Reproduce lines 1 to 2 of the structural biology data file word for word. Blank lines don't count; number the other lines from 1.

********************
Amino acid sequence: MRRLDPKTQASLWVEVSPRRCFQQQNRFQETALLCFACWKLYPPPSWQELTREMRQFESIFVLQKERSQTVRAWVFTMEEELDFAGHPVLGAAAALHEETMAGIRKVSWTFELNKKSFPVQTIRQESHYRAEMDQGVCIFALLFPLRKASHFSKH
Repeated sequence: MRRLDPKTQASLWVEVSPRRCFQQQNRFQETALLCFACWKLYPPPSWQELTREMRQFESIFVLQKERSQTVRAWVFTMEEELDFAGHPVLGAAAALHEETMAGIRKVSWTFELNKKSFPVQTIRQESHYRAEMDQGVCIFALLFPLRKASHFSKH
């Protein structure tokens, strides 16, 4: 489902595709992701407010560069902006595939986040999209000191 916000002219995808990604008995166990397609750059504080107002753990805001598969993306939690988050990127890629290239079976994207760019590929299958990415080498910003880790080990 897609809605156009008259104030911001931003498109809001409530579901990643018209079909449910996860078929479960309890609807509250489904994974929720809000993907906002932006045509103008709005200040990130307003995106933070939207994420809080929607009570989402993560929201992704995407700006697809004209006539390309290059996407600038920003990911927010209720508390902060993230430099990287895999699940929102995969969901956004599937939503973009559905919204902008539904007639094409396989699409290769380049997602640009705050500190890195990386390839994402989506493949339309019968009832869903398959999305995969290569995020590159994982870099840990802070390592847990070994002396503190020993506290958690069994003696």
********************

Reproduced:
Amino acid sequence: MRRLDPKTQASLWVEVSPRRCFQQQNRFQETALLCFACWKLYPPPSWQELTREMRQFESIFVLQKERSQTVRAWVFTMEEELDFAGHPVLGAAAALHEETMAGIRKVSWTFELNKKSFPVQTIRQESHYRAEMDQGVCIFALLFPLRKASHFSKH
Repeated sequence: MRRLDPKTQASLWVEVSPRRCFQQQNRFQETALLCFACWKLYPPPSWQELTREMRQFESIFVLQKERSQTVRAWVFTMEEELDFAGHPVLGAAAALHEETMAGIRKVSWTFELNKKSFPVQTIRQESHYRAEMDQGVCIFALLFPLRKASHFSKH